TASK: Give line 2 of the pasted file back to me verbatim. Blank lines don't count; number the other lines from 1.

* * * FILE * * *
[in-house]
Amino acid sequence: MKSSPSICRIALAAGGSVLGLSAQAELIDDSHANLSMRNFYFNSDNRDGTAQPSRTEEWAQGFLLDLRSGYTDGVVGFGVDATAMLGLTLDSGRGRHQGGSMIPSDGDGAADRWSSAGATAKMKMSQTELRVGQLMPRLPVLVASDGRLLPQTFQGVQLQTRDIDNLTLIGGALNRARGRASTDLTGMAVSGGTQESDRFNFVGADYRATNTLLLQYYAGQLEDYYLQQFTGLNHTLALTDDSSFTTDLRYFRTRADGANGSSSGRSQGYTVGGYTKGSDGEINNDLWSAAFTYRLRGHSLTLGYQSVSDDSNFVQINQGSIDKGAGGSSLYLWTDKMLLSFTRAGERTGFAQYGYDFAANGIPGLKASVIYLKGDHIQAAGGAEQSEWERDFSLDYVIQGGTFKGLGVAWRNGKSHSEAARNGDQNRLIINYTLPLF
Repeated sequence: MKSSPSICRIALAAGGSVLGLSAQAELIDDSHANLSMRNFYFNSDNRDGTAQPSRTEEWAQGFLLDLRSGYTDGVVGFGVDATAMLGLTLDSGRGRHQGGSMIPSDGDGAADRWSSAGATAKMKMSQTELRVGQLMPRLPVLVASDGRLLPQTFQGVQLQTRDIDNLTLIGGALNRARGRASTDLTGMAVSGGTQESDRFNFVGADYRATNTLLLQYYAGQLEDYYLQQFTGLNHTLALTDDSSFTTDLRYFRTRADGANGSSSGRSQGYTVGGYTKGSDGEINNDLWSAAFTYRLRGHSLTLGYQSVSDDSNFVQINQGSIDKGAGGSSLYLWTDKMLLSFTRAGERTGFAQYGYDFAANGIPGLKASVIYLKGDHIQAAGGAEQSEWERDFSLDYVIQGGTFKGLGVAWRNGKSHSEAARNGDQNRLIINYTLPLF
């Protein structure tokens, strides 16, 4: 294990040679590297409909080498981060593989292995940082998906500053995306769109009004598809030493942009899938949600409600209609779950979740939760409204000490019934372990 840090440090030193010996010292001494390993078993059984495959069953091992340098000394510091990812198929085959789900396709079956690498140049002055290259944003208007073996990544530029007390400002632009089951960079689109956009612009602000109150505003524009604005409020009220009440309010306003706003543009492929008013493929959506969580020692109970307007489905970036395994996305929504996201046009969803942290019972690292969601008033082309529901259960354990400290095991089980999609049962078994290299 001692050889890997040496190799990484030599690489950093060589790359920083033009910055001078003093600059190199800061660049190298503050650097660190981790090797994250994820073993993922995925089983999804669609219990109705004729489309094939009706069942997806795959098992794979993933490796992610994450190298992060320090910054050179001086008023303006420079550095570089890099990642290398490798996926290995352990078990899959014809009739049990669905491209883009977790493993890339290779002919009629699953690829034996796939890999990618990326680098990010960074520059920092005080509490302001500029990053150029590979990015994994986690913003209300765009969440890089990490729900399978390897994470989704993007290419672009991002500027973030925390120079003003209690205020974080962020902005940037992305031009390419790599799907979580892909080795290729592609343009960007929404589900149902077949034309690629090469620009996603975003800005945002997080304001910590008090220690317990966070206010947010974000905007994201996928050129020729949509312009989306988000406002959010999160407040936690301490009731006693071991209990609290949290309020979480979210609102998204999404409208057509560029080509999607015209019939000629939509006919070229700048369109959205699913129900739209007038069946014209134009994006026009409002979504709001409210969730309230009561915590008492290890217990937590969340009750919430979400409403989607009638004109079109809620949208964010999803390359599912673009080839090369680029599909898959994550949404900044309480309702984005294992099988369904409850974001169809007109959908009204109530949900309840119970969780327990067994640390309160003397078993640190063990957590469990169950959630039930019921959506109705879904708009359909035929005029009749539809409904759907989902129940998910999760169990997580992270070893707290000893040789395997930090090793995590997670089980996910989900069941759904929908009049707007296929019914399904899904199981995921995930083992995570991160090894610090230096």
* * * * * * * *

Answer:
Amino acid sequence: MKSSPSICRIALAAGGSVLGLSAQAELIDDSHANLSMRNFYFNSDNRDGTAQPSRTEEWAQGFLLDLRSGYTDGVVGFGVDATAMLGLTLDSGRGRHQGGSMIPSDGDGAADRWSSAGATAKMKMSQTELRVGQLMPRLPVLVASDGRLLPQTFQGVQLQTRDIDNLTLIGGALNRARGRASTDLTGMAVSGGTQESDRFNFVGADYRATNTLLLQYYAGQLEDYYLQQFTGLNHTLALTDDSSFTTDLRYFRTRADGANGSSSGRSQGYTVGGYTKGSDGEINNDLWSAAFTYRLRGHSLTLGYQSVSDDSNFVQINQGSIDKGAGGSSLYLWTDKMLLSFTRAGERTGFAQYGYDFAANGIPGLKASVIYLKGDHIQAAGGAEQSEWERDFSLDYVIQGGTFKGLGVAWRNGKSHSEAARNGDQNRLIINYTLPLF